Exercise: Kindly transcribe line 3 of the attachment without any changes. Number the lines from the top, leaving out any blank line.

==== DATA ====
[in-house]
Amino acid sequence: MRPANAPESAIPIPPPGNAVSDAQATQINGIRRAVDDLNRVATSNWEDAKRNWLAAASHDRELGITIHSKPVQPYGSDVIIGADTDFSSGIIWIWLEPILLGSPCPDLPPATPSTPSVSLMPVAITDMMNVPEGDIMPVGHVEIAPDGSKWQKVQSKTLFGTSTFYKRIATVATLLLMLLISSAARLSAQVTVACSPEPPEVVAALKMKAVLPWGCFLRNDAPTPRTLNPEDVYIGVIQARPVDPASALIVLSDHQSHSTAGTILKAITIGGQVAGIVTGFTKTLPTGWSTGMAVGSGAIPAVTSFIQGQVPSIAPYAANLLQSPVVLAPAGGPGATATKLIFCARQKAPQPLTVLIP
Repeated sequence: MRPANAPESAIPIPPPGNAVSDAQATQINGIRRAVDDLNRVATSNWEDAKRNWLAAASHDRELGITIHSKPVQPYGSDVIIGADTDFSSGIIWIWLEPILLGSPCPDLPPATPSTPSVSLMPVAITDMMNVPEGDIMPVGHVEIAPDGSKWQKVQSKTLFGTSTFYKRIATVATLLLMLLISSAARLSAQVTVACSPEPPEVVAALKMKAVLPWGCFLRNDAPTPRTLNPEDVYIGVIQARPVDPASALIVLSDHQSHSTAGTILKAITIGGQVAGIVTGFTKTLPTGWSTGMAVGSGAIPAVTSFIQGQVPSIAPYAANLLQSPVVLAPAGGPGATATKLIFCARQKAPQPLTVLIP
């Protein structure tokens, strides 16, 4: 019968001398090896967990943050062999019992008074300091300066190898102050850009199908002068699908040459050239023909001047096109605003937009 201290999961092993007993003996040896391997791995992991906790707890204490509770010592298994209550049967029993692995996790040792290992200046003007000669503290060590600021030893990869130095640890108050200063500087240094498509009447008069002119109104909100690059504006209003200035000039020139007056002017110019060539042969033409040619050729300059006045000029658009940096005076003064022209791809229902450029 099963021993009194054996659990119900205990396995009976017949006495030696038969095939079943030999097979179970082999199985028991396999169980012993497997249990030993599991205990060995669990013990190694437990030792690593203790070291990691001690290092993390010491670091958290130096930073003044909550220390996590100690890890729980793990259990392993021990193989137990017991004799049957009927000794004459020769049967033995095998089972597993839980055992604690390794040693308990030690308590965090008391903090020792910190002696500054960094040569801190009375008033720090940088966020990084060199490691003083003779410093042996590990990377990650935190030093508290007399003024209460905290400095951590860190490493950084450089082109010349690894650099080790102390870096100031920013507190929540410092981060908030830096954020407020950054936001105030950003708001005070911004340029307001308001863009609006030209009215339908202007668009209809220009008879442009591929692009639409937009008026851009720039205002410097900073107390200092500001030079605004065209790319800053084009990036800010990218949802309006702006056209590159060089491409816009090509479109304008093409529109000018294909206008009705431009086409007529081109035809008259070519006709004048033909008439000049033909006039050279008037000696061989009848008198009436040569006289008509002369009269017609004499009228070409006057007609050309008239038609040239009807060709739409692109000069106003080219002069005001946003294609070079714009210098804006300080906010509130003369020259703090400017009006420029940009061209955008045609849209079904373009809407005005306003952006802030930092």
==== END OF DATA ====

Repeated sequence: MRPANAPESAIPIPPPGNAVSDAQATQINGIRRAVDDLNRVATSNWEDAKRNWLAAASHDRELGITIHSKPVQPYGSDVIIGADTDFSSGIIWIWLEPILLGSPCPDLPPATPSTPSVSLMPVAITDMMNVPEGDIMPVGHVEIAPDGSKWQKVQSKTLFGTSTFYKRIATVATLLLMLLISSAARLSAQVTVACSPEPPEVVAALKMKAVLPWGCFLRNDAPTPRTLNPEDVYIGVIQARPVDPASALIVLSDHQSHSTAGTILKAITIGGQVAGIVTGFTKTLPTGWSTGMAVGSGAIPAVTSFIQGQVPSIAPYAANLLQSPVVLAPAGGPGATATKLIFCARQKAPQPLTVLIP